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According to legend, Ipswich’s “Devil’s Footprint” was formed when Satan leaped off a local church steeple. Photo from Historic Ipswich.

Following up on his Ipswich fried clams post — part I of a two-part series on the historic, scenic, and all-around inviting area of Ipswich and Essex, Massachusetts — contributing writer Bob Waite now asks us to back away from the table long enough to enjoy the other sometimes devilish delights the region has to offer.

By Robert Waite

Ipswich, MA – You can have a devil of a time in Ipswich, Massachusetts. Or at least the residents apparently did back in the 1740’s.

According to local legend, a visit by a famous English fire-and-brimstone preacher, the Rev. George Whitfield, to the town’s First Congregational Church, located atop Town Hill, attracted a crowd of thousands – and a curious Satan.

Whitfield, who had no sympathy for the devil, called Satan out. Their raucous confrontation ended with them at the top of the church’s steeple, where Whitfield delivered a denunciation so powerful that it caused the devil to jump…and leave his footprint forever imprinted in the rock below.

Or so the story goes.

Another version of the devil – in the form of Jack Nicholson – visited the town for the making of “The Witches of Eastwick,” the film adaptation of the John Updike novel. Updike, who spent his most productive years as an Ipswich resident, also penned “Couples,” a thinly veiled parable of the joys and pitfalls of small town infidelity. The book ends with a later incarnation of the First Church burning to the ground – as it actually did in 1965.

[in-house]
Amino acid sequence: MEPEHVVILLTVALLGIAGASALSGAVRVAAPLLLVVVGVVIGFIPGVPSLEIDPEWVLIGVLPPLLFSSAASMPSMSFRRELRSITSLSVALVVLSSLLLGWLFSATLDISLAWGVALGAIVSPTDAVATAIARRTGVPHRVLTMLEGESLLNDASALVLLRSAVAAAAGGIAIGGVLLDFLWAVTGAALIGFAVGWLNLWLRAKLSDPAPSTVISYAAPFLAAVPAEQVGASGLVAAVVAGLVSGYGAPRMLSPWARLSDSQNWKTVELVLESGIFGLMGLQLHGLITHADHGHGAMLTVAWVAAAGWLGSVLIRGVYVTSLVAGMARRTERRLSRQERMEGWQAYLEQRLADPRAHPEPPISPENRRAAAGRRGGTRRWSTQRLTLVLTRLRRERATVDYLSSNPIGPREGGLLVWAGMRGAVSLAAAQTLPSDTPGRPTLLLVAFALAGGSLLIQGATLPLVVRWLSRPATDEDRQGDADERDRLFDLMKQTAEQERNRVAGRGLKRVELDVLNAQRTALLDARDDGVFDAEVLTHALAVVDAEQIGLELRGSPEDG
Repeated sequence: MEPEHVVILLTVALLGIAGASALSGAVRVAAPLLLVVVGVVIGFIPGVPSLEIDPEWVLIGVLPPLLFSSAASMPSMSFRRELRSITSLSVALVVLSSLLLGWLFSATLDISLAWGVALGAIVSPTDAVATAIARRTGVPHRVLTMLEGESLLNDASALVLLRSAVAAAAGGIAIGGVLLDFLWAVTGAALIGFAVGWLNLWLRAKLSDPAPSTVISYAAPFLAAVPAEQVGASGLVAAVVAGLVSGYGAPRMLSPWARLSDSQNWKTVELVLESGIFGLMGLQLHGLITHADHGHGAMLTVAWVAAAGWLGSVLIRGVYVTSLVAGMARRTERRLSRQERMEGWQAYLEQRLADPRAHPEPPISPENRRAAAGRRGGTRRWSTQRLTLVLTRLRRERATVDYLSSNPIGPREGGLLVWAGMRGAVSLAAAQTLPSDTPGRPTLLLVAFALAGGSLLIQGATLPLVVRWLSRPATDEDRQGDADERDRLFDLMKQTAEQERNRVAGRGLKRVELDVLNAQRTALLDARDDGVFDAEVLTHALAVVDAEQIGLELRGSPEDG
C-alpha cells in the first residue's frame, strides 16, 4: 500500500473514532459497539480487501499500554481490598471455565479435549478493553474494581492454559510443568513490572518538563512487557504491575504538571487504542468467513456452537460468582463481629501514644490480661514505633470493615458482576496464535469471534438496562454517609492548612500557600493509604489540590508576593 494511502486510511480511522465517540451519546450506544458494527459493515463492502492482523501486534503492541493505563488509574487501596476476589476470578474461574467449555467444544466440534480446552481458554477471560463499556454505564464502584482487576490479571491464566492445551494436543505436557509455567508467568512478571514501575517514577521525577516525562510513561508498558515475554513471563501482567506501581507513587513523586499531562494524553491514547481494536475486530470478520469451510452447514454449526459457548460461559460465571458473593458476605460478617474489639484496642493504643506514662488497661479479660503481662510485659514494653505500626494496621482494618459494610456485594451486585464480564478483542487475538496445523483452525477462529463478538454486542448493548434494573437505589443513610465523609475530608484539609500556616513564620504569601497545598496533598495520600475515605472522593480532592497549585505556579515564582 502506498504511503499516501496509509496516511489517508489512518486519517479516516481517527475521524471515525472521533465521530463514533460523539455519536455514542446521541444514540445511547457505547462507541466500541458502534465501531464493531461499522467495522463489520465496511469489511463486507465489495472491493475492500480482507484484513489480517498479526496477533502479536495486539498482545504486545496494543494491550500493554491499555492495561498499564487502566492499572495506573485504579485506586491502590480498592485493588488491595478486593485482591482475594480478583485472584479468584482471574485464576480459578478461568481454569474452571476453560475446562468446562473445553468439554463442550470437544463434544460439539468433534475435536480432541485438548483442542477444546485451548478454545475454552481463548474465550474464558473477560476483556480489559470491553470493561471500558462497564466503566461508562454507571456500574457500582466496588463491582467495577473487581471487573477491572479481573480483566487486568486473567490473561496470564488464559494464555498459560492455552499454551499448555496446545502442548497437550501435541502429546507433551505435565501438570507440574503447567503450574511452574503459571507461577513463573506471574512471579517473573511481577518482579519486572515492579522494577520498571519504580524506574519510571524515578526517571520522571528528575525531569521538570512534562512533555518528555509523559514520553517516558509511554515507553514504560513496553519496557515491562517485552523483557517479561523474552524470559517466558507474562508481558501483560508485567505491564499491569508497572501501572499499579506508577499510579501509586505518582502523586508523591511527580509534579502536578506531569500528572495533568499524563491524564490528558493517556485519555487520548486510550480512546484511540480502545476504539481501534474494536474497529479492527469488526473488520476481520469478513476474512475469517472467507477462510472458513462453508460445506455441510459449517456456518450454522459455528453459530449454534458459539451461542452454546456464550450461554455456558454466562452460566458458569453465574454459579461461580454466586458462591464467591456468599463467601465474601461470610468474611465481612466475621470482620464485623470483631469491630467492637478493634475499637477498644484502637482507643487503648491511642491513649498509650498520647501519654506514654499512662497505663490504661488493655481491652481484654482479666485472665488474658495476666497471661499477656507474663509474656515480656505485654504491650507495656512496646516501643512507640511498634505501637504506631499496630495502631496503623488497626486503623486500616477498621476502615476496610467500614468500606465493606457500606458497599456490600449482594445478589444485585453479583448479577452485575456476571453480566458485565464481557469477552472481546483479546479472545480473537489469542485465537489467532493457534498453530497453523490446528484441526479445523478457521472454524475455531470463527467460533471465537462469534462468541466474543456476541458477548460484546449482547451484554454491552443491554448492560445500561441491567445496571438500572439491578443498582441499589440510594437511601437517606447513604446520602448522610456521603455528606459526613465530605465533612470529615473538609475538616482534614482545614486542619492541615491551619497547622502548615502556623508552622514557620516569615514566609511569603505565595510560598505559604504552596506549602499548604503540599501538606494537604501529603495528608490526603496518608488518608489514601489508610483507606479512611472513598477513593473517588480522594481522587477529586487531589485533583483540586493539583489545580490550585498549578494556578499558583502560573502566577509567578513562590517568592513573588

Fortunately, while there have been six First Church structures on Meetinghouse Green on Town Hill, most of the town’s colonial heritage – and that of nearby Essex – has remained intact.

In contrast to nearby places like Salem and Newburyport, whose deeper harbors facilitated maritime trade (and fueled renewal), Ipswich’s silted river mouth and sand bars left it something of a backwater.

Jack Nicholson as a hungry Devil in the film “Witches of Eastwick,” shot in Ipswich. Photo from Warner Bros.

This Old House

So where others replaced so-called First Period (pre-1725) structures, Ipswichites made do with an occasional fresh coat of paint or the odd addition. The result is that the town boasts more First Period houses than any other community in America.

While most of the houses can only be viewed from the outside, one — the John Whipple House (1677) — is open to the public and well worth a visit. Among other things, note the width of the floor boards, a testament to the old-growth forest encountered by the first settlers.

Led by John Winthrop, Jr., son of the colonial governor, about a dozen men arrived in 1633 and set about building crude dwellings near today’s town wharf as well as a Puritan Meeting House on the same high hill where the sixth version stands today.

If colonial history is your thing, I would highly recommend walking tours offered by a local fellow named Gordon Harris. I took one with my family (pre-COVID) and was amazed by how much I didn’t know about a place where I grew up and worked as a journalist. The tour is not overly strenuous, lasts a couple of hours and typically begins and ends at the Ipswich Public Library.